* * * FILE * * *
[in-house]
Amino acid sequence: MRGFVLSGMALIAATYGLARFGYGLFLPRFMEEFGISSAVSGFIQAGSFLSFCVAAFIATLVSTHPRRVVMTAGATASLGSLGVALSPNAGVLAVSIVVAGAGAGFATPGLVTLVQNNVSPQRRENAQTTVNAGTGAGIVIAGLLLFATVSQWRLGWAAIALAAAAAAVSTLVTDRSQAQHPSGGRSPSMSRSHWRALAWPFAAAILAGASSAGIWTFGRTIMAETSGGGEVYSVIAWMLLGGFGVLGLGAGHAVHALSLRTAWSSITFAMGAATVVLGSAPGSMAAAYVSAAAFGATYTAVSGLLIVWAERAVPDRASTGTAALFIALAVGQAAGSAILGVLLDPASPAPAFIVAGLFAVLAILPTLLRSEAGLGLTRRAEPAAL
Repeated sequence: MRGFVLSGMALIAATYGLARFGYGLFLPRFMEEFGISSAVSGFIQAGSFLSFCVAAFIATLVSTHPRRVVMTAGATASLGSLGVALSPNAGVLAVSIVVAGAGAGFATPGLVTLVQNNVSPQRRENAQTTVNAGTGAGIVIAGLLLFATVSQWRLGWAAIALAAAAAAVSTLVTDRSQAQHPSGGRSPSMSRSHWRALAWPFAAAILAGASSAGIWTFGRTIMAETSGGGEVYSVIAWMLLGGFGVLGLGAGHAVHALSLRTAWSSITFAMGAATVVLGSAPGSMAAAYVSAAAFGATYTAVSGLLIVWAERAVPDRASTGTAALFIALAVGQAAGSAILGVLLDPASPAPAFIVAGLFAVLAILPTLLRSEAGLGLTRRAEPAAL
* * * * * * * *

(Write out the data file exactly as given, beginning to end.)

[in-house]
Amino acid sequence: MRGFVLSGMALIAATYGLARFGYGLFLPRFMEEFGISSAVSGFIQAGSFLSFCVAAFIATLVSTHPRRVVMTAGATASLGSLGVALSPNAGVLAVSIVVAGAGAGFATPGLVTLVQNNVSPQRRENAQTTVNAGTGAGIVIAGLLLFATVSQWRLGWAAIALAAAAAAVSTLVTDRSQAQHPSGGRSPSMSRSHWRALAWPFAAAILAGASSAGIWTFGRTIMAETSGGGEVYSVIAWMLLGGFGVLGLGAGHAVHALSLRTAWSSITFAMGAATVVLGSAPGSMAAAYVSAAAFGATYTAVSGLLIVWAERAVPDRASTGTAALFIALAVGQAAGSAILGVLLDPASPAPAFIVAGLFAVLAILPTLLRSEAGLGLTRRAEPAAL
Repeated sequence: MRGFVLSGMALIAATYGLARFGYGLFLPRFMEEFGISSAVSGFIQAGSFLSFCVAAFIATLVSTHPRRVVMTAGATASLGSLGVALSPNAGVLAVSIVVAGAGAGFATPGLVTLVQNNVSPQRRENAQTTVNAGTGAGIVIAGLLLFATVSQWRLGWAAIALAAAAAAVSTLVTDRSQAQHPSGGRSPSMSRSHWRALAWPFAAAILAGASSAGIWTFGRTIMAETSGGGEVYSVIAWMLLGGFGVLGLGAGHAVHALSLRTAWSSITFAMGAATVVLGSAPGSMAAAYVSAAAFGATYTAVSGLLIVWAERAVPDRASTGTAALFIALAVGQAAGSAILGVLLDPASPAPAFIVAGLFAVLAILPTLLRSEAGLGLTRRAEPAAL